Ritchie case may "shed" new light on CGT residence relief

Ritchie case may “shed” new light on CGT residence relief

Tue 20 Jun 2017

The multi-faceted case of Ritchie and Ritchie v HMRC doesn’t quite cover all the bases in principal private residence (PPR) relief but it does present an interesting and wide-ranging case study as it involved:
• land purchased but not immediately developed to include a dwelling;
• acquisition of the land in two tranches;
• consideration of the permitted area where the plot was greater than 0.5 hectares (ha); and
• buildings occupied with the dwelling.
There was also the issue of HMRC’s power to make discovery assessments more than four years after the end of the tax year concerned on the grounds of careless conduct by or on behalf of the taxpayers.

Sequence of events

Hazel and Billy Ritchie sold their house and the surrounding land and buildings in January 2007. The land, an area finally determined as 0.699 ha was on the site of a disused railway station and included two buildings; a small “potting shed” and a large ex-railway shed used as a garage and for general storage (“the large shed”).
1. In July 1987 The Ritchies bought the main body of the land (0.615ha) for £11,000 from the Dept. of Transport (DoT) but could not reside there because there were no buildings for human habitation on the land, so they rented an adjacent cottage (“No. 22”) and lived in that, using the sheds as garage and general storage space.
2. In 1991 the Ritchies applied for planning permission to build a house.
3. They first occupied the house (“No. 28”) in January 1995.
4. In the course of the application the Ritchies had discovered that they had not acquired all the land they understood they were obtaining: it took until 2002 before they obtained possession of the remaining 0.084ha from the Dept. of Transport, for no further cost other than legal expenses.
5. In January 2007 the land was sold in its entirety to a developer for £2m.
6. The Ritchies did not enter the disposal on their tax returns on the basis of advice received from their accountant and another specialist adviser he had referred them to.
7. HMRC came across the £2m receipt when in 2010 they made an enquiry into the Ritchies’ business and queried £2m shown as capital introduced into their business (a modest takeaway).
8. In March 2013 HMRC issued two discovery assessments to each of Hazel and Billy, both in respect of the gains realised on the disposal of No. 28.
The Ritchies appealed.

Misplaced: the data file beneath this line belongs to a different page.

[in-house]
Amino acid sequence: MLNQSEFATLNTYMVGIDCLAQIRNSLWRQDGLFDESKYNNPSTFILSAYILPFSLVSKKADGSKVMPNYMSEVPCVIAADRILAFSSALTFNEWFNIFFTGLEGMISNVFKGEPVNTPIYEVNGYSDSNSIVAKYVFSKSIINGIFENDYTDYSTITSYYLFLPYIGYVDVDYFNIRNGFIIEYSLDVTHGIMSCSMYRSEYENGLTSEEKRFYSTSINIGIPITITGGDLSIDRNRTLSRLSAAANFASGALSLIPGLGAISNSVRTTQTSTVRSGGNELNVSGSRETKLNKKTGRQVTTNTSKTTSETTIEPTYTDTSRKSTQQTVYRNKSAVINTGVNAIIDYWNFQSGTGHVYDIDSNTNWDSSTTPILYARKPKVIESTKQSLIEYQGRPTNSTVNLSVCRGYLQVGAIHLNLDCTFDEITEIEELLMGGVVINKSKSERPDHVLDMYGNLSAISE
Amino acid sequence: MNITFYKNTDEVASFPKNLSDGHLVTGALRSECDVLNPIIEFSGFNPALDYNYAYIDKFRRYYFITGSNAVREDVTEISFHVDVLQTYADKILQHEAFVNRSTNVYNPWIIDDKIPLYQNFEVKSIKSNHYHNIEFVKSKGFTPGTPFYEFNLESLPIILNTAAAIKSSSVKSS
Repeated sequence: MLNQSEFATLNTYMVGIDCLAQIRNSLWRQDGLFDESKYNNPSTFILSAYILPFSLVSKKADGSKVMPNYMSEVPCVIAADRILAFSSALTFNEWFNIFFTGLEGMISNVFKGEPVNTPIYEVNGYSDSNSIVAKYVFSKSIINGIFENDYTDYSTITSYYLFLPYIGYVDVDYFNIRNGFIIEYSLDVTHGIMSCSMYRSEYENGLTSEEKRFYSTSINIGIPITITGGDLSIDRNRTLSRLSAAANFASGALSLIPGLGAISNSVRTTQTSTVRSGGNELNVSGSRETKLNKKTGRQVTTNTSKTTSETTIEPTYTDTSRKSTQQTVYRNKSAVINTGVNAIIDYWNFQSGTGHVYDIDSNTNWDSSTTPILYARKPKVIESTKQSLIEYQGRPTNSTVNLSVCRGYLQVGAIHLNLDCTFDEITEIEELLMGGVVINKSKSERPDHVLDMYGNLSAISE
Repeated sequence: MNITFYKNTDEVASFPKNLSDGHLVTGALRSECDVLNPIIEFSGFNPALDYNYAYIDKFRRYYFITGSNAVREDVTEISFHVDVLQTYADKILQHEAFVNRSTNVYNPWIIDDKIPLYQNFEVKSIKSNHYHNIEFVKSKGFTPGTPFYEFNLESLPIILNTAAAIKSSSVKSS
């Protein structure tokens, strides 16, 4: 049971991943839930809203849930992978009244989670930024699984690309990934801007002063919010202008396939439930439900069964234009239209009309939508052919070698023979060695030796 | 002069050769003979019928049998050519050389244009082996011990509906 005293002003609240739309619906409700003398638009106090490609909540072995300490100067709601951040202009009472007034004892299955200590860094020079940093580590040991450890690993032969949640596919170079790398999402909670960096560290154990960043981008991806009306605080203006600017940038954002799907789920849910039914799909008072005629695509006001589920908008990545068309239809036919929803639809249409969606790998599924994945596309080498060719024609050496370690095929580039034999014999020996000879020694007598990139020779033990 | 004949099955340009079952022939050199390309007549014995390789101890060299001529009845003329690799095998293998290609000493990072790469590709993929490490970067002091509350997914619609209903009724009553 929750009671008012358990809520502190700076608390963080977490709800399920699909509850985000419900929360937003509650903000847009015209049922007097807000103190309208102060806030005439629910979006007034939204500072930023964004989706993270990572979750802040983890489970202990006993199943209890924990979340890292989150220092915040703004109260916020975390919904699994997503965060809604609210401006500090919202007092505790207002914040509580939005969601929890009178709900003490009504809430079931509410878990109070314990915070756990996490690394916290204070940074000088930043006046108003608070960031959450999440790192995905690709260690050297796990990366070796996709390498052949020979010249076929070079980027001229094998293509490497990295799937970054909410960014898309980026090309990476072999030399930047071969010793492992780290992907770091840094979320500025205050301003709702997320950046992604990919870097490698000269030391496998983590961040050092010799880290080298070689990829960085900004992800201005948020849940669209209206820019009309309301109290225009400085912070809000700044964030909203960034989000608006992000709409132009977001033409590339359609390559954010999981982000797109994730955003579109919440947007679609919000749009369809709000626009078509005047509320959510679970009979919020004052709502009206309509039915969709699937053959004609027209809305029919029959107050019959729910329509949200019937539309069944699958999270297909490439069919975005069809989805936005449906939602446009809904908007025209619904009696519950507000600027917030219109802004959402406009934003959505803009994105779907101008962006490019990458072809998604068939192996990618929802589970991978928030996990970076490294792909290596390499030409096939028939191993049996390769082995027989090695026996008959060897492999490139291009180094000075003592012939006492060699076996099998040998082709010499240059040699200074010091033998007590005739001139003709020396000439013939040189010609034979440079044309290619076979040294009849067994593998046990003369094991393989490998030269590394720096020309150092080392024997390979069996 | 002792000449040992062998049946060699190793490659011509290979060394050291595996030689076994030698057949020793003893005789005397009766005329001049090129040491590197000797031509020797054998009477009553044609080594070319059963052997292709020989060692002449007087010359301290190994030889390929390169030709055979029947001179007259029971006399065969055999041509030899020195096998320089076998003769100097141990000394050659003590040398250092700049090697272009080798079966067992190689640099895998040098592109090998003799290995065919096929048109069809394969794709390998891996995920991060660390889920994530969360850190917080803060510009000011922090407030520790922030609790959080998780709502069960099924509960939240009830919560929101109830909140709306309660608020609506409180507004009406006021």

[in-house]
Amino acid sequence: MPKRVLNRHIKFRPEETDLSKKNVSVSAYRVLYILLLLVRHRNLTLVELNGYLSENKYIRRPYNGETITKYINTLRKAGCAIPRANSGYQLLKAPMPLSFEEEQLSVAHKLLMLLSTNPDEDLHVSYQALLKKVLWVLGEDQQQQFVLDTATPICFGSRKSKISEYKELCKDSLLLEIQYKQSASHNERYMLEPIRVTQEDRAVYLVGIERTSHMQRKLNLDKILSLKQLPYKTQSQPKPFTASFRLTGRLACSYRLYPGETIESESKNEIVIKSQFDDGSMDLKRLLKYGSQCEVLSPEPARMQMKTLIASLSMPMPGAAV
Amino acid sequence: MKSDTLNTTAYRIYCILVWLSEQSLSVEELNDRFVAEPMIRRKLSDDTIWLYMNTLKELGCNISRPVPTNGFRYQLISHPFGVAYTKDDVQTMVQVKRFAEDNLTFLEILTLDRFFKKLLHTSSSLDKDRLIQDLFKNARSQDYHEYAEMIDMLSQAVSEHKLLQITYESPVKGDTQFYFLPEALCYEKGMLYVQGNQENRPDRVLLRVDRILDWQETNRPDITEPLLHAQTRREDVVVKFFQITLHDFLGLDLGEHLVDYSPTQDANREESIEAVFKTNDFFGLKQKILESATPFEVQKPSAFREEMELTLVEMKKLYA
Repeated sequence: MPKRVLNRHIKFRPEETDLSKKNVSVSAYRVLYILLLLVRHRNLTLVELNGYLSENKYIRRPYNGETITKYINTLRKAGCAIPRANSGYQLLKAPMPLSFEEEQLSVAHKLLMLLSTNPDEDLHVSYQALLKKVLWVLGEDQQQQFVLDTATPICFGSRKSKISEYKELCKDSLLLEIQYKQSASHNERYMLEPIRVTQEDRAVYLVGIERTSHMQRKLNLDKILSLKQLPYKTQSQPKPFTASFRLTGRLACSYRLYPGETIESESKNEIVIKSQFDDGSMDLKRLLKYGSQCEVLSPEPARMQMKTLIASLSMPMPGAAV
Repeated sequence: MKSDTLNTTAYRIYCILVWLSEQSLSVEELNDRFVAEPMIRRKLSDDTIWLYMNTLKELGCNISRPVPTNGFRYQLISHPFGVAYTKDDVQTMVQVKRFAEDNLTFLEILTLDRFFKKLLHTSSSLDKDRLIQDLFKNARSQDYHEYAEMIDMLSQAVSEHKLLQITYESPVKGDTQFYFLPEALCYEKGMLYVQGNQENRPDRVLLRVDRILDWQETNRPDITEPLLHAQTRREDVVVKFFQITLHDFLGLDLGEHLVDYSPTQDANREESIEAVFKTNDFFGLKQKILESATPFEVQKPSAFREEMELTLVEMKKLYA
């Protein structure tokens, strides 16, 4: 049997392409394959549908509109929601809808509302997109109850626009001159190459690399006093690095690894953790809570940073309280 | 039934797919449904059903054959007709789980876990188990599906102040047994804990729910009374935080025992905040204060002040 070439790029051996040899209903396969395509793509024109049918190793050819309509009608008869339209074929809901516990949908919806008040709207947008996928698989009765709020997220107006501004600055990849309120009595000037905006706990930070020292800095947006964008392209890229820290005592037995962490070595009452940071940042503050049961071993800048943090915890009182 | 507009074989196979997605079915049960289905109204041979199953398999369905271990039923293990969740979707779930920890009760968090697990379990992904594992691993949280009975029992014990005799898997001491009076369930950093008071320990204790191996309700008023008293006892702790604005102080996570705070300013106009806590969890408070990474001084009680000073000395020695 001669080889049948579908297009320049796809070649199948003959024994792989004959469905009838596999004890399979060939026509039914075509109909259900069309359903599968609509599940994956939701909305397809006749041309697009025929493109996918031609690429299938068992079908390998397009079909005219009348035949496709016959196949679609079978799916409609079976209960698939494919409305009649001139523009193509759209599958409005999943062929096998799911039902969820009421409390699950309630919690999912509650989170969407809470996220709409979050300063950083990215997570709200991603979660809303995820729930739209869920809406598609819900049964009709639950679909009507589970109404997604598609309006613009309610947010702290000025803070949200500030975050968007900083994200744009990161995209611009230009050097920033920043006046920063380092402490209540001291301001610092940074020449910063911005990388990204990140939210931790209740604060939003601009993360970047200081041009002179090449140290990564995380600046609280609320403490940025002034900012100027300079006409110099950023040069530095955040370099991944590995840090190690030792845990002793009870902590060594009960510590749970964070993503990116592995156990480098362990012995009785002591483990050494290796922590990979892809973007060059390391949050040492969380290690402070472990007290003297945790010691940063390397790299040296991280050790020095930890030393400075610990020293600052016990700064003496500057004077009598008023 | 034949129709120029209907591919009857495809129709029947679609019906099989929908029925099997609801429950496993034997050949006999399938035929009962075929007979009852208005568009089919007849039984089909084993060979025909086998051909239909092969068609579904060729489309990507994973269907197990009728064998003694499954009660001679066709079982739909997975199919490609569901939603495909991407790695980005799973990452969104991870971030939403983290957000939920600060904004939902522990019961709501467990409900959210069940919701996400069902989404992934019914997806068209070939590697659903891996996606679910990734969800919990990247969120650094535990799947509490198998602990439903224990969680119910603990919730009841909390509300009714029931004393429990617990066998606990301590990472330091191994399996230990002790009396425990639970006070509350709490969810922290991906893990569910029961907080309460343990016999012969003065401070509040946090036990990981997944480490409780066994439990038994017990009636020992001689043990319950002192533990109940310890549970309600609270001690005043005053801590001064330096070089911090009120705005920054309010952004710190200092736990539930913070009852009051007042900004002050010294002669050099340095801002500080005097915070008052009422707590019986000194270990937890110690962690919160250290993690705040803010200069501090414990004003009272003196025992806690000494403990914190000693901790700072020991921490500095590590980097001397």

CGT liability issues

The issues that arose out of the history set out above were:
• whether the Ritchies could claim PPR relief for the whole of their period of ownership (from 1987) or only from the time when they first occupied their newly-built house (1995), and if the latter, how the gain was to be apportioned;
• whether the large shed fell within the curtilage of the house and could be said to be occupied for the proper enjoyment of the house and so qualify for PPR relief; and
• since the total area of the site exceeded 0.5ha, what proportion of that area would qualify for PPR relief.
Period of occupation for PPR relief purposes
The Ritchies’ counsel contended that they should qualify for PPR relief because they had occupied and used the large shed as part of their dwelling even at the time before they owned a house on the site and were still renting No. 22. In support of this optimistic contention Counsel argued that all the relevant past cases on this aspect of PPR had only  related to buildings occupied throughout the period of ownership and occupation of the main dwelling, there was no legal precedent on the subject and, because:
1. the large shed was still occupied and qualified for PPR relief at the time of disposal; and
2. HMRC had produced no arguments against this contention
the First-tier Tribunal (FTT) should find that the large shed and by extension the entire site, at least up to the permitted area, should qualify for relief for the entire period of ownership.
The Judges rejected this novel contention because the legislation is clear that PPR relief can only extend to land and buildings occupied at the time when there is on the site a dwelling for which the relief is given.
Having decided that the period before the house was occupied did not qualify for PPR relief the Judges considered how the gain for that period should be calculated and concluded that TCGA 1992 s 224(2) applies:
“If at any time in the period of ownership there is a change in what is occupied as the individual’s residence, whether on account of a reconstruction or conversion of a building or for any other reason, or there have been changes as regards the use of part of the dwelling-house for the purpose of a trade or business, or of a profession or vocation, or for any other purpose, the relief given by section 223 may be adjusted in a manner which is just and reasonable.”
The judges concluded that “a change in what is occupied as the individual’s residence” covered the Ritchies’ situation:
• there may not have been a reconstruction or conversion, since there was no original dwelling  but the catch-all “for any other reason” brought it within the section; and
• as s 224 requires adjustment in a just and reasonable manner it was not necessary simply to apportion the gain on a specific way, e.g. time apportionment.
In this case the Judges settled on an estimate of the amount of gain likely to have accrued on the land between the times when it was acquired and when the Ritchies first occupied the house they had built, taking the market value of the house at that point as the notional consideration and deducting the costs of the land and of construction.

The second tranche of land

This land was not purchased and its acquisition was really no more than the Ritchies making sure they got what they’d originally bargained for, so this land was treated as if it had been acquired at the same time as the original purchase.